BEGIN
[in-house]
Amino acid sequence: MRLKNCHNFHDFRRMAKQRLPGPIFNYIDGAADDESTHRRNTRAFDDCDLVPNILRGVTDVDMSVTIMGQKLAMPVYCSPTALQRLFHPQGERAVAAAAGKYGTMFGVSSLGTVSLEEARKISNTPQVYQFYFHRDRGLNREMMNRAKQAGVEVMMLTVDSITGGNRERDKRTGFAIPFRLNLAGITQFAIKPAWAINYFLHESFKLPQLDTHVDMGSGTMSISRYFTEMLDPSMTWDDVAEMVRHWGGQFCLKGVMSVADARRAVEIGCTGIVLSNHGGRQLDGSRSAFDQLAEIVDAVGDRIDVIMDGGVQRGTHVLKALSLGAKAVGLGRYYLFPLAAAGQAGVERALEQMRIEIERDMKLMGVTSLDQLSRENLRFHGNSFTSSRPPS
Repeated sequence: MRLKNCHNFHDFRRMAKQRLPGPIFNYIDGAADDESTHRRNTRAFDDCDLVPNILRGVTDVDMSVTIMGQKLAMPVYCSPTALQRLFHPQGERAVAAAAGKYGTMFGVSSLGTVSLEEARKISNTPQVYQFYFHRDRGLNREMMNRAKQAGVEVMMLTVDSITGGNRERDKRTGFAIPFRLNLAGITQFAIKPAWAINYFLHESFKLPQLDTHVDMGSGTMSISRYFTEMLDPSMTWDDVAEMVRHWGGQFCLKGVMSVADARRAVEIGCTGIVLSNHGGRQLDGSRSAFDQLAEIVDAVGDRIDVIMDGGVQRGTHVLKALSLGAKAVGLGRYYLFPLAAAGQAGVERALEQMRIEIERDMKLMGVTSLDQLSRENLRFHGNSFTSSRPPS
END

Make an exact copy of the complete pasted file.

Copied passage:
[in-house]
Amino acid sequence: MRLKNCHNFHDFRRMAKQRLPGPIFNYIDGAADDESTHRRNTRAFDDCDLVPNILRGVTDVDMSVTIMGQKLAMPVYCSPTALQRLFHPQGERAVAAAAGKYGTMFGVSSLGTVSLEEARKISNTPQVYQFYFHRDRGLNREMMNRAKQAGVEVMMLTVDSITGGNRERDKRTGFAIPFRLNLAGITQFAIKPAWAINYFLHESFKLPQLDTHVDMGSGTMSISRYFTEMLDPSMTWDDVAEMVRHWGGQFCLKGVMSVADARRAVEIGCTGIVLSNHGGRQLDGSRSAFDQLAEIVDAVGDRIDVIMDGGVQRGTHVLKALSLGAKAVGLGRYYLFPLAAAGQAGVERALEQMRIEIERDMKLMGVTSLDQLSRENLRFHGNSFTSSRPPS
Repeated sequence: MRLKNCHNFHDFRRMAKQRLPGPIFNYIDGAADDESTHRRNTRAFDDCDLVPNILRGVTDVDMSVTIMGQKLAMPVYCSPTALQRLFHPQGERAVAAAAGKYGTMFGVSSLGTVSLEEARKISNTPQVYQFYFHRDRGLNREMMNRAKQAGVEVMMLTVDSITGGNRERDKRTGFAIPFRLNLAGITQFAIKPAWAINYFLHESFKLPQLDTHVDMGSGTMSISRYFTEMLDPSMTWDDVAEMVRHWGGQFCLKGVMSVADARRAVEIGCTGIVLSNHGGRQLDGSRSAFDQLAEIVDAVGDRIDVIMDGGVQRGTHVLKALSLGAKAVGLGRYYLFPLAAAGQAGVERALEQMRIEIERDMKLMGVTSLDQLSRENLRFHGNSFTSSRPPS